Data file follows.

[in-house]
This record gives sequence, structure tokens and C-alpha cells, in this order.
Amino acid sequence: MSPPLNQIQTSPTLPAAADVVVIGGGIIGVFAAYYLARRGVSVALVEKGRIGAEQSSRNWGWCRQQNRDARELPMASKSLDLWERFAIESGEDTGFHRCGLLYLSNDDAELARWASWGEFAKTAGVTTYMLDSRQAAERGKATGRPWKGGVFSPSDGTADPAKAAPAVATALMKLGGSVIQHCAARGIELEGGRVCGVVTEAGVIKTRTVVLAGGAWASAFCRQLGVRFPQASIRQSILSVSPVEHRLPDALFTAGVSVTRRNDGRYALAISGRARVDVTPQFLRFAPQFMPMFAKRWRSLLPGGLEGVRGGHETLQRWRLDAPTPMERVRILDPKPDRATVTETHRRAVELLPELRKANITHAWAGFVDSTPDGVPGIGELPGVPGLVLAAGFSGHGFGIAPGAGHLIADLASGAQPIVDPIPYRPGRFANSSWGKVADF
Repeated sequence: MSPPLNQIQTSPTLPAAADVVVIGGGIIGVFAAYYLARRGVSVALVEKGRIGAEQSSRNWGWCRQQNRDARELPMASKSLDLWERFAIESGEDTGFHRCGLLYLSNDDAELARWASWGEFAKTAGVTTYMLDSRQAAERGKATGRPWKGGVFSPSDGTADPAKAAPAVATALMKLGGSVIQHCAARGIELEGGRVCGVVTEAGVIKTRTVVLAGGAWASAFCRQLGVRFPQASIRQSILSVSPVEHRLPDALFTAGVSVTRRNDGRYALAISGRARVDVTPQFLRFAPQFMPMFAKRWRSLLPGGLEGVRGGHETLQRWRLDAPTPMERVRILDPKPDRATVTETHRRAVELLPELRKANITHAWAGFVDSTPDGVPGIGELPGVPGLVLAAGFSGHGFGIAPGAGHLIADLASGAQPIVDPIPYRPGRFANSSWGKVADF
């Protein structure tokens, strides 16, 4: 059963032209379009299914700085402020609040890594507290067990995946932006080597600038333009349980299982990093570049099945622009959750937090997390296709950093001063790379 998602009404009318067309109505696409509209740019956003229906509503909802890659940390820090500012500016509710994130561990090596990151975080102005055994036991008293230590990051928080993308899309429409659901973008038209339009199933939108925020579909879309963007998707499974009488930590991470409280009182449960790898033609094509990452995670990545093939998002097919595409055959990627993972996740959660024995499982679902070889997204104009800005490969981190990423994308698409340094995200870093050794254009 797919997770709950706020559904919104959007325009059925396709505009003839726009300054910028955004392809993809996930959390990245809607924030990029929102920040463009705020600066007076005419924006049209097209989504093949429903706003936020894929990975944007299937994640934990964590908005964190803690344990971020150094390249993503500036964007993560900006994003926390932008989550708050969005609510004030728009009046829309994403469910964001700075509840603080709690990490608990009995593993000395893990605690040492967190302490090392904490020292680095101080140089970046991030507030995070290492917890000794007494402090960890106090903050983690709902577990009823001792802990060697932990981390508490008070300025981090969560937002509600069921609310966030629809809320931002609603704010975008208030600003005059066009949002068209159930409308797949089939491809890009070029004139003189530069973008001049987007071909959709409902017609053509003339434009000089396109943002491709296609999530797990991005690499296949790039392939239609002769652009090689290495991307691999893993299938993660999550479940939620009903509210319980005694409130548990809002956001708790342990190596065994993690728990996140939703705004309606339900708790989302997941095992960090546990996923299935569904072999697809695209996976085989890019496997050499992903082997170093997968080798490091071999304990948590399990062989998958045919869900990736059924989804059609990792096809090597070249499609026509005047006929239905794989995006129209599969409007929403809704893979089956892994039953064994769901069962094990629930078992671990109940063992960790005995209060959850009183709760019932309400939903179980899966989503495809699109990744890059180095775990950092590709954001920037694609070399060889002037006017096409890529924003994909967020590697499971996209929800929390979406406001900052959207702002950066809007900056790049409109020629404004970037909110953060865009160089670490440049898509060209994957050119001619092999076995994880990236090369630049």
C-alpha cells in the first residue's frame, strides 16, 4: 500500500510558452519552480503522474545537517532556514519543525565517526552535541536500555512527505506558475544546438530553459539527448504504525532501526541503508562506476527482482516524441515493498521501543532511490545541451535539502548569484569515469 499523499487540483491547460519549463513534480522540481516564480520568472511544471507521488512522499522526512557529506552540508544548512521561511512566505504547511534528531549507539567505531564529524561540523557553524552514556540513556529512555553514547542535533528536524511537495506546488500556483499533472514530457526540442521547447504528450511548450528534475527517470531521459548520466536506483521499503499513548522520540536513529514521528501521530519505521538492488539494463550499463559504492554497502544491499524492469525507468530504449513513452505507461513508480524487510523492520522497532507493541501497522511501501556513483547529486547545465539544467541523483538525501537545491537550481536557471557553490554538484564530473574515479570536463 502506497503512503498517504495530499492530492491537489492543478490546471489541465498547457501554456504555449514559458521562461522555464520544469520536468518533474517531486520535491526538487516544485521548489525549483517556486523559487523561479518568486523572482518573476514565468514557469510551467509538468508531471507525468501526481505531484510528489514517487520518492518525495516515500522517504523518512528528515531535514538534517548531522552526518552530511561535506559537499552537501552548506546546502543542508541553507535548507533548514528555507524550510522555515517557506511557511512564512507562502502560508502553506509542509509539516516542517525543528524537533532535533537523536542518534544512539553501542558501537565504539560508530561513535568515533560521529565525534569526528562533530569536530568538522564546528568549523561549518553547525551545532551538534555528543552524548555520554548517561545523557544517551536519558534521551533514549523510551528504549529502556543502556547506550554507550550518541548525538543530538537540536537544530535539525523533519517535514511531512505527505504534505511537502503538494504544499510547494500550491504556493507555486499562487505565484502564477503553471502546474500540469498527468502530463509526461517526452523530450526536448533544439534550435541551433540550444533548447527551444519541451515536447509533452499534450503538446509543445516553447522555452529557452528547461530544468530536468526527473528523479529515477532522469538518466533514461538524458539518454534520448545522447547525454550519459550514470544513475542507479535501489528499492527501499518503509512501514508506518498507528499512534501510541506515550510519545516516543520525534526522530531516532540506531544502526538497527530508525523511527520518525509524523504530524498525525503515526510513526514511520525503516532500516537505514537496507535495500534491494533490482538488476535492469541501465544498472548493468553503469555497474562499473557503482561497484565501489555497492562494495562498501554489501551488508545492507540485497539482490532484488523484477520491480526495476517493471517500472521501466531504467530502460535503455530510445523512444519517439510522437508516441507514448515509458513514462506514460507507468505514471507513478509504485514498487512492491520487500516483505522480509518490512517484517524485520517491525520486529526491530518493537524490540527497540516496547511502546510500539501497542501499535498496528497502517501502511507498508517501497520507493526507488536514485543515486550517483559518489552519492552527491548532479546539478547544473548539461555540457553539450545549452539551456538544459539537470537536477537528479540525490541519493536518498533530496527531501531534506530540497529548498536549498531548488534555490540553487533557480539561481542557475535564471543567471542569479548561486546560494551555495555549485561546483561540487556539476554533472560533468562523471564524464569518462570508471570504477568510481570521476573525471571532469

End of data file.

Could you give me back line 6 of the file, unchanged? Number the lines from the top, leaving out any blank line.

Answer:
C-alpha cells in the first residue's frame, strides 16, 4: 500500500510558452519552480503522474545537517532556514519543525565517526552535541536500555512527505506558475544546438530553459539527448504504525532501526541503508562506476527482482516524441515493498521501543532511490545541451535539502548569484569515469 499523499487540483491547460519549463513534480522540481516564480520568472511544471507521488512522499522526512557529506552540508544548512521561511512566505504547511534528531549507539567505531564529524561540523557553524552514556540513556529512555553514547542535533528536524511537495506546488500556483499533472514530457526540442521547447504528450511548450528534475527517470531521459548520466536506483521499503499513548522520540536513529514521528501521530519505521538492488539494463550499463559504492554497502544491499524492469525507468530504449513513452505507461513508480524487510523492520522497532507493541501497522511501501556513483547529486547545465539544467541523483538525501537545491537550481536557471557553490554538484564530473574515479570536463 502506497503512503498517504495530499492530492491537489492543478490546471489541465498547457501554456504555449514559458521562461522555464520544469520536468518533474517531486520535491526538487516544485521548489525549483517556486523559487523561479518568486523572482518573476514565468514557469510551467509538468508531471507525468501526481505531484510528489514517487520518492518525495516515500522517504523518512528528515531535514538534517548531522552526518552530511561535506559537499552537501552548506546546502543542508541553507535548507533548514528555507524550510522555515517557506511557511512564512507562502502560508502553506509542509509539516516542517525543528524537533532535533537523536542518534544512539553501542558501537565504539560508530561513535568515533560521529565525534569526528562533530569536530568538522564546528568549523561549518553547525551545532551538534555528543552524548555520554548517561545523557544517551536519558534521551533514549523510551528504549529502556543502556547506550554507550550518541548525538543530538537540536537544530535539525523533519517535514511531512505527505504534505511537502503538494504544499510547494500550491504556493507555486499562487505565484502564477503553471502546474500540469498527468502530463509526461517526452523530450526536448533544439534550435541551433540550444533548447527551444519541451515536447509533452499534450503538446509543445516553447522555452529557452528547461530544468530536468526527473528523479529515477532522469538518466533514461538524458539518454534520448545522447547525454550519459550514470544513475542507479535501489528499492527501499518503509512501514508506518498507528499512534501510541506515550510519545516516543520525534526522530531516532540506531544502526538497527530508525523511527520518525509524523504530524498525525503515526510513526514511520525503516532500516537505514537496507535495500534491494533490482538488476535492469541501465544498472548493468553503469555497474562499473557503482561497484565501489555497492562494495562498501554489501551488508545492507540485497539482490532484488523484477520491480526495476517493471517500472521501466531504467530502460535503455530510445523512444519517439510522437508516441507514448515509458513514462506514460507507468505514471507513478509504485514498487512492491520487500516483505522480509518490512517484517524485520517491525520486529526491530518493537524490540527497540516496547511502546510500539501497542501499535498496528497502517501502511507498508517501497520507493526507488536514485543515486550517483559518489552519492552527491548532479546539478547544473548539461555540457553539450545549452539551456538544459539537470537536477537528479540525490541519493536518498533530496527531501531534506530540497529548498536549498531548488534555490540553487533557480539561481542557475535564471543567471542569479548561486546560494551555495555549485561546483561540487556539476554533472560533468562523471564524464569518462570508471570504477568510481570521476573525471571532469